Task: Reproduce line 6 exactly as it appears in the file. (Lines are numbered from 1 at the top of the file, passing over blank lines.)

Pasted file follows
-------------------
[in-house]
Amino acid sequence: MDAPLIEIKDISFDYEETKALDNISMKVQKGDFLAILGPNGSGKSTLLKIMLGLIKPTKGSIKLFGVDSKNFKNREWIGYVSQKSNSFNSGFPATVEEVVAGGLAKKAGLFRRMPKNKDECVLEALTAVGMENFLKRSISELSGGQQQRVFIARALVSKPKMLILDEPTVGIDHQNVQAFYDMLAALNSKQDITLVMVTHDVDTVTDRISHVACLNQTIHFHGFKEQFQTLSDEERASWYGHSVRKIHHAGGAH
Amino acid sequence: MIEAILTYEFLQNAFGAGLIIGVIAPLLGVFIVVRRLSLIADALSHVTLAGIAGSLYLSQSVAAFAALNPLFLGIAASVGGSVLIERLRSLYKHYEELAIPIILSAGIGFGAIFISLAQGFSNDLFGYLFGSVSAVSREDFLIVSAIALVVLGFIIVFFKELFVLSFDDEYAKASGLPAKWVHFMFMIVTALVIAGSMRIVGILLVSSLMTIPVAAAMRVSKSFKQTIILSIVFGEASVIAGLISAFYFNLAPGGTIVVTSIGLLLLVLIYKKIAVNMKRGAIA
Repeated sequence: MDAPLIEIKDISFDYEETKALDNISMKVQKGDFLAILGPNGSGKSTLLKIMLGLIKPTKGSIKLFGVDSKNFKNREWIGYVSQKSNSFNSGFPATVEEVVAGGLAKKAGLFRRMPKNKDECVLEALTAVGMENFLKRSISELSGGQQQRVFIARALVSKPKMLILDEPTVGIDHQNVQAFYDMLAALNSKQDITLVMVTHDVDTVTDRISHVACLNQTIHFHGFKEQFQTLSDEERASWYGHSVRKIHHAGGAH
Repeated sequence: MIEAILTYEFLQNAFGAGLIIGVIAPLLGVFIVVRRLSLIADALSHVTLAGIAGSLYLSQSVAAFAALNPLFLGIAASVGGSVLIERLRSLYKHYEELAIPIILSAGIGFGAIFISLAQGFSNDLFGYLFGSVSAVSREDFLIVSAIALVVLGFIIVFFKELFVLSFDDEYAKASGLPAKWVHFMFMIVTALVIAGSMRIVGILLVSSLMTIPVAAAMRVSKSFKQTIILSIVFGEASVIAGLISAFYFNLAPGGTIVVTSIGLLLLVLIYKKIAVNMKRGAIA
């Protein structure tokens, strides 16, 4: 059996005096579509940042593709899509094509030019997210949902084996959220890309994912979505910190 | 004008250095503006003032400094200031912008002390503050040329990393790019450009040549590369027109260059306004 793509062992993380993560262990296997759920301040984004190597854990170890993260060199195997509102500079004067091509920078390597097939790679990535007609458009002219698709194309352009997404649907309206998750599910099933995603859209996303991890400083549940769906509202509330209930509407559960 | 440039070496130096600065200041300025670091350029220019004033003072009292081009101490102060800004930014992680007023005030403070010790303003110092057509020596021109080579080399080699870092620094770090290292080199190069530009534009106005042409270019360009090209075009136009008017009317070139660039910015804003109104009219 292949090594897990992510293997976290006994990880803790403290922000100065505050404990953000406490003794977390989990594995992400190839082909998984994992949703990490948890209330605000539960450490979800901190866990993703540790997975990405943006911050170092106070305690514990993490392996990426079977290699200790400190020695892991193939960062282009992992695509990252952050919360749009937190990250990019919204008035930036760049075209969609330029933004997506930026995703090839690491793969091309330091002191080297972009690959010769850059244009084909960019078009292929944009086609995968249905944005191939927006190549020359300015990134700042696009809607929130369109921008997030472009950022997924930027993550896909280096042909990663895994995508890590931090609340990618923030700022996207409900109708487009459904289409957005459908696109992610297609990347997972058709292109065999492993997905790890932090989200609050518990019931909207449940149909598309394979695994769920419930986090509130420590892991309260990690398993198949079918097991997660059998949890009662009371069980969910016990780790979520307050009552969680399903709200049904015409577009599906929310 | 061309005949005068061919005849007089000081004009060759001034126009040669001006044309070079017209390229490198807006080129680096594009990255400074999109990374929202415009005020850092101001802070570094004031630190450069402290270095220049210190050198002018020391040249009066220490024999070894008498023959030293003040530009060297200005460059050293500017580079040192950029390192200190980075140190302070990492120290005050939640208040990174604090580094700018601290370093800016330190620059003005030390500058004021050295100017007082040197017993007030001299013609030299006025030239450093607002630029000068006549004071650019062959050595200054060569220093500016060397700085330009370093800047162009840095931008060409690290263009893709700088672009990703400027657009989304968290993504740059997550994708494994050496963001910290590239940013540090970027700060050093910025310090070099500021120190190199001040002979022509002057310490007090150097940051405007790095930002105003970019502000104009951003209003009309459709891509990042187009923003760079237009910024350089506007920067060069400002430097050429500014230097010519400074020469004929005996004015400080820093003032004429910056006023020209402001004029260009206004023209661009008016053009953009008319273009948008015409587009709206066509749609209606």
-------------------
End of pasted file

């Protein structure tokens, strides 16, 4: 059996005096579509940042593709899509094509030019997210949902084996959220890309994912979505910190 | 004008250095503006003032400094200031912008002390503050040329990393790019450009040549590369027109260059306004 793509062992993380993560262990296997759920301040984004190597854990170890993260060199195997509102500079004067091509920078390597097939790679990535007609458009002219698709194309352009997404649907309206998750599910099933995603859209996303991890400083549940769906509202509330209930509407559960 | 440039070496130096600065200041300025670091350029220019004033003072009292081009101490102060800004930014992680007023005030403070010790303003110092057509020596021109080579080399080699870092620094770090290292080199190069530009534009106005042409270019360009090209075009136009008017009317070139660039910015804003109104009219 292949090594897990992510293997976290006994990880803790403290922000100065505050404990953000406490003794977390989990594995992400190839082909998984994992949703990490948890209330605000539960450490979800901190866990993703540790997975990405943006911050170092106070305690514990993490392996990426079977290699200790400190020695892991193939960062282009992992695509990252952050919360749009937190990250990019919204008035930036760049075209969609330029933004997506930026995703090839690491793969091309330091002191080297972009690959010769850059244009084909960019078009292929944009086609995968249905944005191939927006190549020359300015990134700042696009809607929130369109921008997030472009950022997924930027993550896909280096042909990663895994995508890590931090609340990618923030700022996207409900109708487009459904289409957005459908696109992610297609990347997972058709292109065999492993997905790890932090989200609050518990019931909207449940149909598309394979695994769920419930986090509130420590892991309260990690398993198949079918097991997660059998949890009662009371069980969910016990780790979520307050009552969680399903709200049904015409577009599906929310 | 061309005949005068061919005849007089000081004009060759001034126009040669001006044309070079017209390229490198807006080129680096594009990255400074999109990374929202415009005020850092101001802070570094004031630190450069402290270095220049210190050198002018020391040249009066220490024999070894008498023959030293003040530009060297200005460059050293500017580079040192950029390192200190980075140190302070990492120290005050939640208040990174604090580094700018601290370093800016330190620059003005030390500058004021050295100017007082040197017993007030001299013609030299006025030239450093607002630029000068006549004071650019062959050595200054060569220093500016060397700085330009370093800047162009840095931008060409690290263009893709700088672009990703400027657009989304968290993504740059997550994708494994050496963001910290590239940013540090970027700060050093910025310090070099500021120190190199001040002979022509002057310490007090150097940051405007790095930002105003970019502000104009951003209003009309459709891509990042187009923003760079237009910024350089506007920067060069400002430097050429500014230097010519400074020469004929005996004015400080820093003032004429910056006023020209402001004029260009206004023209661009008016053009953009008319273009948008015409587009709206066509749609209606």